Television
“Bates Motel” Premiere: How It All Began
By Carmen Herrera
Mar 21, 2013 - 7:59:48 PM

HOLLYWOODThis week saw the television premiere of A&E’s newest series “Bates Motel.” Wait a second, you may tell yourself. Doesn’t that name sound so familiar? It should, because if you can recall, Bates Motel is more famously known as the “Psycho” house where Norman Bates and his dear mother resided in.


Already we saw just how brilliantly legendary director Alfred Hitchcock brought “Psycho” to the big screen and revolutionized horror cinema; now we see just how the madness from this tale all started and lead to the “Psycho” phenomena.


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Not wasting anytime, the show immediately gets down to business. One of the first image’s we see is a quiet house, and this version of Norman Bates is still a teenager. The peace and tranquility that lulls Norman to drift is quickly snapped, and terror has already arisen. Norman wakes up to the horror that his father is lying motionless, dead.


Once that sad segment is over, we see Norma and Norman drive along White Pine Bay, with a beautiful coastal view and their discussion of seeking a fresh start. The surprises keep coming-literally-when Norma presents Norman with their new home, a beat up motel no longer of service. The plan is to remodel and get the business running as mother-and-son-duo.


Norman has no trouble fitting in, as beautiful, preppy teenage girls flock all over him quickly at school. Jealousy quickly rise from a certain someone who disapproves Norman’s acquaintance with these girls: his own mother. She wants him home to help her with the unpacking and fixing up the place.


Like any teenager, Norman cannot stand his mother treating him like a baby (or maybe...we don’t know just yet) and sneaks out of the house to party with the girls when he’s sent to his room. Norma, unbeknownst to her that she is utterly alone, is violently attacked and raped by Keith Summers, the former owner who is still hell bent on losing the property.


Norman finally arrives to save his mother, though the damage is already done. When her assailant makes a crude remark to her (“You liked it,”), she snaps, and stabs him repeatedly, killing him. Norman insists that they call the police on basis for self-defense, but not wanting to ruin the reputation of her non-existent motel, decides that the best thing to do is dump the dead corpse down the river. Being the good son that he is, Norman supports and aids his dear mother and tells her that no matter what happens, it will always be the two of them.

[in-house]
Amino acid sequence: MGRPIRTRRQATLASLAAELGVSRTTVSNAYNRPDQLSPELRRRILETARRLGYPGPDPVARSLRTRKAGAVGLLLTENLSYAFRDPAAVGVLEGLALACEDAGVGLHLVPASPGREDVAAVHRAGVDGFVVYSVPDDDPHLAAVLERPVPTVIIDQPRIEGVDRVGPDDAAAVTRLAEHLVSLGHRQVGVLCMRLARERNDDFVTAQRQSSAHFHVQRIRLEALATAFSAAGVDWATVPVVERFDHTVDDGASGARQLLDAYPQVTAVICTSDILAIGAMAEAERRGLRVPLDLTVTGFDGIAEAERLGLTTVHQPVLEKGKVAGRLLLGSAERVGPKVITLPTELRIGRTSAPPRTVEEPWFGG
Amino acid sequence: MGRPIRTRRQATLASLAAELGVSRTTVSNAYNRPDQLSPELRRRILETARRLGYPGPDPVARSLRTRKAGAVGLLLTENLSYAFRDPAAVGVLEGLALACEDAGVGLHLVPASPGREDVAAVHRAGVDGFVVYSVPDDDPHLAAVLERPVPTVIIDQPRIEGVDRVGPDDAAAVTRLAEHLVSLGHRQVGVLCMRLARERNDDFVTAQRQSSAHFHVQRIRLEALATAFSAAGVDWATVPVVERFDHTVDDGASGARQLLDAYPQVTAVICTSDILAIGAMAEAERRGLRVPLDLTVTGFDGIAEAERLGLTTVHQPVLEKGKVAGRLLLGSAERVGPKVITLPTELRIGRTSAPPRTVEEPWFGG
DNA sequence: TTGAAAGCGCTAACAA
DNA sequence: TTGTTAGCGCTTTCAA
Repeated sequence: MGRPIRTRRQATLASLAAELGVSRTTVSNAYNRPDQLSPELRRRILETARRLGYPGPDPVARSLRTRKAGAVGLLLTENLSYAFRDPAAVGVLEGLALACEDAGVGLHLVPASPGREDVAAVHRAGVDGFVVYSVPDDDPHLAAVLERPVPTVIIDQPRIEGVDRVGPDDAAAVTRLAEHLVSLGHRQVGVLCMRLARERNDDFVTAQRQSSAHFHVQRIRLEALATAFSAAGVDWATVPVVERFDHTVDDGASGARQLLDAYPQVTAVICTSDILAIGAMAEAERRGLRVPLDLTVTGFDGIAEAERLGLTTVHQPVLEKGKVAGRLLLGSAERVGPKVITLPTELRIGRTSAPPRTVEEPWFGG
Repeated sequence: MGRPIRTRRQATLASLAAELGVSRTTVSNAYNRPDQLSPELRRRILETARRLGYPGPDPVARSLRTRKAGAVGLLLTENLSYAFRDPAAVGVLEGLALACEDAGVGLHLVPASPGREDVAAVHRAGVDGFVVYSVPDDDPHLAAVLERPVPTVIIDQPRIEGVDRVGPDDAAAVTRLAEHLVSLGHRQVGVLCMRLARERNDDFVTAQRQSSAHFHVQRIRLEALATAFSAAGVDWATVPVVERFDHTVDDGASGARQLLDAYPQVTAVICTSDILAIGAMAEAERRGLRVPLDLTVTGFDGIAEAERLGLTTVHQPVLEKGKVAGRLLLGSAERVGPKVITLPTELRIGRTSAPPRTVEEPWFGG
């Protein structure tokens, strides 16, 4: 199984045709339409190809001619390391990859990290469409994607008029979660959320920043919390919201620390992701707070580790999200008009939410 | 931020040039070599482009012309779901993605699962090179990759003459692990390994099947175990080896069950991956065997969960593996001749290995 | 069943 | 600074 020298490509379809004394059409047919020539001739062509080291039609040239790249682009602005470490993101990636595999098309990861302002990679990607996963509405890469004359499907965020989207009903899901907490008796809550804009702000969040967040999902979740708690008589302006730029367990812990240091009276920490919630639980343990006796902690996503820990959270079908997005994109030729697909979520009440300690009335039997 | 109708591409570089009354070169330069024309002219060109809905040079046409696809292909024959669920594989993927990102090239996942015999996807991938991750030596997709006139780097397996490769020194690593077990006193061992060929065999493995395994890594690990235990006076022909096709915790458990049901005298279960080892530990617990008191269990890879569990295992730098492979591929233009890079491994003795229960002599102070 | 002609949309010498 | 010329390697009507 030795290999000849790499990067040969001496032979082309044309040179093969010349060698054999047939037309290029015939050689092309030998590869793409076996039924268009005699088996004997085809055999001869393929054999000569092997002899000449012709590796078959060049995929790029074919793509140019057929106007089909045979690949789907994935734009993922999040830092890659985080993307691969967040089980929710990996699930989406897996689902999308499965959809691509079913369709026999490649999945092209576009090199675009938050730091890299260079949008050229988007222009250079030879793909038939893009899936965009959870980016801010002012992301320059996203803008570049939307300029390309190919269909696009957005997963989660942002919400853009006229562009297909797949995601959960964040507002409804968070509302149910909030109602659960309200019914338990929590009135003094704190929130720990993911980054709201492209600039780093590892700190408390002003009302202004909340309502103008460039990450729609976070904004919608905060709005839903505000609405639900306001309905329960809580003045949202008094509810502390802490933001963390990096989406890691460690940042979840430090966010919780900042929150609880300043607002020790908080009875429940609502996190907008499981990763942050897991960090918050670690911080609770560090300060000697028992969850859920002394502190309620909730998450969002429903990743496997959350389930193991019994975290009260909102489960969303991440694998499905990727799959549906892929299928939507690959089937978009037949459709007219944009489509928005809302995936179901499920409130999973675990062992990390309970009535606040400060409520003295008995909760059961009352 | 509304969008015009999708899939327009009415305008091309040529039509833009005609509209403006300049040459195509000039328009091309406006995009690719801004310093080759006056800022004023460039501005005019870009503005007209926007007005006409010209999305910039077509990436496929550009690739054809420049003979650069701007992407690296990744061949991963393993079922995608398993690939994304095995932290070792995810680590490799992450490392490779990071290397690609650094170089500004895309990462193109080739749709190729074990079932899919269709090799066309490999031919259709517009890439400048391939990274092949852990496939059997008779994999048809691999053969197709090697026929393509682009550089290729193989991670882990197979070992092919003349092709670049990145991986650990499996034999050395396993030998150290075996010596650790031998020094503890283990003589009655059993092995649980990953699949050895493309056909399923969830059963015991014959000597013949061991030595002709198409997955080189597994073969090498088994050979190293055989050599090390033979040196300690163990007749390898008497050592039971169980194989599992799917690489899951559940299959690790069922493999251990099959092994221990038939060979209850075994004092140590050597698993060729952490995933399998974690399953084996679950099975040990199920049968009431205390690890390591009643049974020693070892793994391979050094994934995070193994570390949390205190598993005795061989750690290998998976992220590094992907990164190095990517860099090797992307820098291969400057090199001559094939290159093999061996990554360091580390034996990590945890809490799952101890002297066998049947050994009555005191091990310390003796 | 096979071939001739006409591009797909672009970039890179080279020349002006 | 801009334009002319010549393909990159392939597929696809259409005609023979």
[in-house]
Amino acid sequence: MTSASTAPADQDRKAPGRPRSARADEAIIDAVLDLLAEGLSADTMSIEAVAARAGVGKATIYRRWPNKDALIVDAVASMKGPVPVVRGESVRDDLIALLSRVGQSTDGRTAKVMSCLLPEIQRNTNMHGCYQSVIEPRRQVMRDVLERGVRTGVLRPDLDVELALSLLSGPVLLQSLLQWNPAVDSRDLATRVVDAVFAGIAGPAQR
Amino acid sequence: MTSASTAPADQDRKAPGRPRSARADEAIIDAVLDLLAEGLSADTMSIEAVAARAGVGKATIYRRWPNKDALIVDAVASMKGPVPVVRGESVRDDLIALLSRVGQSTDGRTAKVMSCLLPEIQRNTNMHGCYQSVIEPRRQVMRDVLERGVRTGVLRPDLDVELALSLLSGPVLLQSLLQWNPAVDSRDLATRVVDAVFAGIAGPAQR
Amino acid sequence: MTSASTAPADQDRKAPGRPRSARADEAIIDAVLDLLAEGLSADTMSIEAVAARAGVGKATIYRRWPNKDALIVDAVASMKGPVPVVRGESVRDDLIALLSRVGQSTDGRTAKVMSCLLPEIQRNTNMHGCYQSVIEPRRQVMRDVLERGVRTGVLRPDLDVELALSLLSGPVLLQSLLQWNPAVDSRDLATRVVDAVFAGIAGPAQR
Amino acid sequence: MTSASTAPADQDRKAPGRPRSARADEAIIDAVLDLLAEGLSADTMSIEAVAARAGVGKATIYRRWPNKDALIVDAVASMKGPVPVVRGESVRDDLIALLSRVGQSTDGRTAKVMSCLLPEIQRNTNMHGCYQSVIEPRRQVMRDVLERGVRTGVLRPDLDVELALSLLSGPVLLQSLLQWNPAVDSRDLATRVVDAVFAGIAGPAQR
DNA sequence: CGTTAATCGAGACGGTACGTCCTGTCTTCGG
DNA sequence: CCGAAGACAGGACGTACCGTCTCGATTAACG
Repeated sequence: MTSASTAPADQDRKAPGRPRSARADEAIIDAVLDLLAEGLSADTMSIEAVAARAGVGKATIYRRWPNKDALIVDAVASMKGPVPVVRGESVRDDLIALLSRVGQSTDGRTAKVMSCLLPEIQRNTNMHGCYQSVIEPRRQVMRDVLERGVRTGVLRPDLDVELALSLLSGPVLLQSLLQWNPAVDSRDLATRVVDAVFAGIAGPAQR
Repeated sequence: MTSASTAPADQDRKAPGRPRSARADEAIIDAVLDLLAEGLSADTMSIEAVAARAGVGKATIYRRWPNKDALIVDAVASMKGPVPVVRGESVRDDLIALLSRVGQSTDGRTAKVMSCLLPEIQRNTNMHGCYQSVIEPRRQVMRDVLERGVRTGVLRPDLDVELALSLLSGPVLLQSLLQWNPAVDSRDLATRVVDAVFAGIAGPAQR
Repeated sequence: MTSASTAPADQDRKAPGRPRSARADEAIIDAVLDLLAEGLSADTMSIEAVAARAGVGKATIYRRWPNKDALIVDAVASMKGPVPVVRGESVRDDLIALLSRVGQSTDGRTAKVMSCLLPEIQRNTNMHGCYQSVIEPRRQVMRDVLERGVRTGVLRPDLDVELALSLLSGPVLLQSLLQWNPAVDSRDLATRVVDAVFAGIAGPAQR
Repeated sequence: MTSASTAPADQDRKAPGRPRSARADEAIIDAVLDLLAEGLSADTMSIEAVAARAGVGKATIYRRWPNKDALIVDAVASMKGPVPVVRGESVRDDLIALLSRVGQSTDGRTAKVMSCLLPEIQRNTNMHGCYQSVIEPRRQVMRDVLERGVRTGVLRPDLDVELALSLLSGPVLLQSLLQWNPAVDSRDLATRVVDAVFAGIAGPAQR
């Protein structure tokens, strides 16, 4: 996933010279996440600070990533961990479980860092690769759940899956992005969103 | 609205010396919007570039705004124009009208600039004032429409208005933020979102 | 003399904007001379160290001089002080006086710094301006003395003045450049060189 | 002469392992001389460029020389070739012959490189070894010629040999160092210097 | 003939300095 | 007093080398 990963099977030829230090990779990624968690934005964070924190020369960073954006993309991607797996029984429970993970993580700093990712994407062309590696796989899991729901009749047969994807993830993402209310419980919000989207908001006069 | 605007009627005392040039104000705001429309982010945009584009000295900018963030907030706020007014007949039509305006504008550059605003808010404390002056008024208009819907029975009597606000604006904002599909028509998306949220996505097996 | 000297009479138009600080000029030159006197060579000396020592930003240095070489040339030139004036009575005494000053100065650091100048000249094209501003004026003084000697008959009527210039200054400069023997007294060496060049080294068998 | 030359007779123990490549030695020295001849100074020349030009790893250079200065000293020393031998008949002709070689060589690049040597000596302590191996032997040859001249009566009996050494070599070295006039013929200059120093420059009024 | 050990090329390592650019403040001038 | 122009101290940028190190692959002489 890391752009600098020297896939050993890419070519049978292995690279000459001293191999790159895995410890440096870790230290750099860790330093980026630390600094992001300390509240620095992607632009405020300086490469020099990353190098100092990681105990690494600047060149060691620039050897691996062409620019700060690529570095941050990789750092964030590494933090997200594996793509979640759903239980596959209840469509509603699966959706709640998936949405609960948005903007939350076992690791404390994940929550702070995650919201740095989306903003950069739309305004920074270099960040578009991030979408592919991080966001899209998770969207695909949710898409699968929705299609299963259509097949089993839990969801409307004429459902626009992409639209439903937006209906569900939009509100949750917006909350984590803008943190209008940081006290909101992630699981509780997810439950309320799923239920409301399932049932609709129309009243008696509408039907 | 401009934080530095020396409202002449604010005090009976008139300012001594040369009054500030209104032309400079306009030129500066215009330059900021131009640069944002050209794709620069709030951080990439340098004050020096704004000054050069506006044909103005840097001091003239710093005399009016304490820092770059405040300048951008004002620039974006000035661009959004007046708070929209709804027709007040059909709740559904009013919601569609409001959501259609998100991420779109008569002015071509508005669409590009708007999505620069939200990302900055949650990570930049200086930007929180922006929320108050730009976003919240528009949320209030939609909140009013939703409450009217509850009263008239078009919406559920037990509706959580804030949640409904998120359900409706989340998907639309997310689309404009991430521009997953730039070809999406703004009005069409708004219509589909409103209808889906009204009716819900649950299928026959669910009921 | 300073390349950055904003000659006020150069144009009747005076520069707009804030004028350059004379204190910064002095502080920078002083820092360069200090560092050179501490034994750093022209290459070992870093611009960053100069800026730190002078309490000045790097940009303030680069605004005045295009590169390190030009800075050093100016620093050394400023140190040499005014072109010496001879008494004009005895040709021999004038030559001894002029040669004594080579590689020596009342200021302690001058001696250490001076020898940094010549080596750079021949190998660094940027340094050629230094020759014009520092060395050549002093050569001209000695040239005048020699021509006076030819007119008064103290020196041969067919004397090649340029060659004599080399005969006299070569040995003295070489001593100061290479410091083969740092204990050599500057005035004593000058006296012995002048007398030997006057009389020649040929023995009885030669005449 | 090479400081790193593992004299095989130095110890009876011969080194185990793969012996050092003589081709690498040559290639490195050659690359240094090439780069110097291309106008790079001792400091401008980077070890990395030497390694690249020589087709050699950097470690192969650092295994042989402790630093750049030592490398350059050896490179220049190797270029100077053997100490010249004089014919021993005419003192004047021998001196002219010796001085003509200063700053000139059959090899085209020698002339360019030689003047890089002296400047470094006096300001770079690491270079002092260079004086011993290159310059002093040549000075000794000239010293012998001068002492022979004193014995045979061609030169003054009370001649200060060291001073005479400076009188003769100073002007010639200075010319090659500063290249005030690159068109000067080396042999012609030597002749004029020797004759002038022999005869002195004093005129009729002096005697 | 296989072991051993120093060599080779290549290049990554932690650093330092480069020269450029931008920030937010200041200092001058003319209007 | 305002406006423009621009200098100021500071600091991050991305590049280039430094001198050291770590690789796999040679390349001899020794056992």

Though we are just at the start of the series, the mood of incest is all over, it’s undeniable. There’s nothing wrong in saying one loves their mom of course, but the way Norman says it to his mother, makes you feel a bit uneasy. Taking out of context, the acting was done so well between Freddie Highmore and Vera Farmiga that they actually had great chemistry together as if they were actually in a relationship. But when you remember that they're suppose to be playing mother and son, it takes creepy to new levels.


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Anthony Perkins famously portrayed the troubled Norman Bates right on key, and is the role most remember him for. This new portrayal of Norman Bates is played by former child-star Freddie Highmore, who we know as the cute-as-a-button Charlie from Tim Burton’s 2005 “Charlie and the Chocolate Factory” and in acclaimed films such as “Finding Neverland” and “The Golden Compass.” Now Highmore is all grown-up, taking on the role of the legendary psycho and ditching the “cute boy” status.


Then, playing the role of “the mother,” is Academy-Award nominee, Vera Farmiga. Unlike the 1960 film, this series will give insight on just who “the mother” character was and what her relationship with her son consisted of. Tonight’s episode already gave us a glimpse of how she is with Norman and how much she loves her son. Maybe a little too much.


It will be interesting to see just how this series will pan out. Yes, this series is meant to be a prequel to “Psycho,” but the major factor here is the time setting. Hitchcock’s version, as well as the novel, all took place in the mid-1900s, whereas this series is in the present. Though films have made remakes from decades ago, it will be interesting to see how all the events will ultimately unravel and lead to Norman Bates's fate and shocking reveal.


The series is already off a good start, and leaving you wanting more. You know things are already picking up when Norman Bates ends the show telling his dear mother that they “belong to each other.” Sounds a bit “Psycho,” if you catch the drift....


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